Bangkok Travel Blog› entry 28 of 66 › view all entries
I arrived in Don Muang airport (the old one) Bangkok. The first thing to do was get some change. I called the cell number of Kristy, a woman working at the center I was going to work for. She said her husband was waiting for me in the lobby of the Amari hotel, “He’s a tall large Swede with a beard”, she said. By the time I crossed the overpass to the hotel I was dripping in sweat, that’s Bangkok humidity for you.
I scanned the people in the lobby trying to guess which one was Peter. I finally found him and followed him to the parking lot. There was a van parked horizontally across the other cars so before we could get to his car we had to push it out of way.
On the way I asked questions about Thailand. Peter had been in Thailand for over a decade and was fluent in Thai he was a wealth of knowledge about the culture and people. I had gotten in touch with the Central Thailand Mission that he and his wife ran when I was applying for a post. The center I was to live and work in is a branch of an international NGO run by full-time volunteers. As a member of this organization I had access to the network and easily found this staff position.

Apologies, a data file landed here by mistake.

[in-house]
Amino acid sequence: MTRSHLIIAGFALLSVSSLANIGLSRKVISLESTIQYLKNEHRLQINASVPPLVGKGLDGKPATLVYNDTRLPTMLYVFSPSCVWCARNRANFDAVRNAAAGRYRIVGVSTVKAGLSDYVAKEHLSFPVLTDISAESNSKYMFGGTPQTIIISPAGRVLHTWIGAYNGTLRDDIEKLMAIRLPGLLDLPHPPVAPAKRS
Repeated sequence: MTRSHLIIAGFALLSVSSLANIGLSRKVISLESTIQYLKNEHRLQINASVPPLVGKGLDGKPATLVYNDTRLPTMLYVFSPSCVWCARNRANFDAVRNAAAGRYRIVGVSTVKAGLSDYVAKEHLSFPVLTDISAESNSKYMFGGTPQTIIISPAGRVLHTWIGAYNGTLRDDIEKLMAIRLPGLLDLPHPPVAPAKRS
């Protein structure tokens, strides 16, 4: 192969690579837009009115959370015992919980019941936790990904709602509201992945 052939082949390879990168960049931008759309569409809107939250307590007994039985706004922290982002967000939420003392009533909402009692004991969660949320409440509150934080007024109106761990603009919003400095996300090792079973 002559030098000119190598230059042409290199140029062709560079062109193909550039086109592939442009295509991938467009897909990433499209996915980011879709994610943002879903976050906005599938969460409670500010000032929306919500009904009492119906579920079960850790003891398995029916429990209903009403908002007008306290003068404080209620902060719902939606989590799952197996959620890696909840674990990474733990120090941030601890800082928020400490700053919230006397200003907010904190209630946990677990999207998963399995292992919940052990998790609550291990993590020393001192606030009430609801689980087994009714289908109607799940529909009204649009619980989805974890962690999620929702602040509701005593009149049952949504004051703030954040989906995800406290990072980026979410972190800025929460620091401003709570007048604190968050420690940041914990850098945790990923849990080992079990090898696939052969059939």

The streets were crowded with pickups converted to minibuses (song-teow), buses, vans, and Japanese utility vehicles, motor scooters whizzed by the drivers looked like a football practice team with their bright coloured numbered vests. The sidewalks were full of school children in khaki shorts and white shirts, university students in tight black mini-skirts, civil servants in bright yellow polo shirts (king shirts), the people have dark features and chocolate colour skin. Thailand didn’t seem foreign to me at all in fact it was all rather nostalgic. It seemed so much like the south of Taiwan (Kaoshiung) were I spent my childhood days. The steamy swamps, the thick jungles of vines and elephant grass, the spiders and snakes, the monks and stray dogs, the shrines and smoking incense it all seemed so familiar to me. As we passed barefoot children in the alleys (soi) I remembered the days spent with my brothers running through the cane fields and lychee orchards our skin bronzed by the sun. I was still busy reminiscing when we pulled in to their driveway.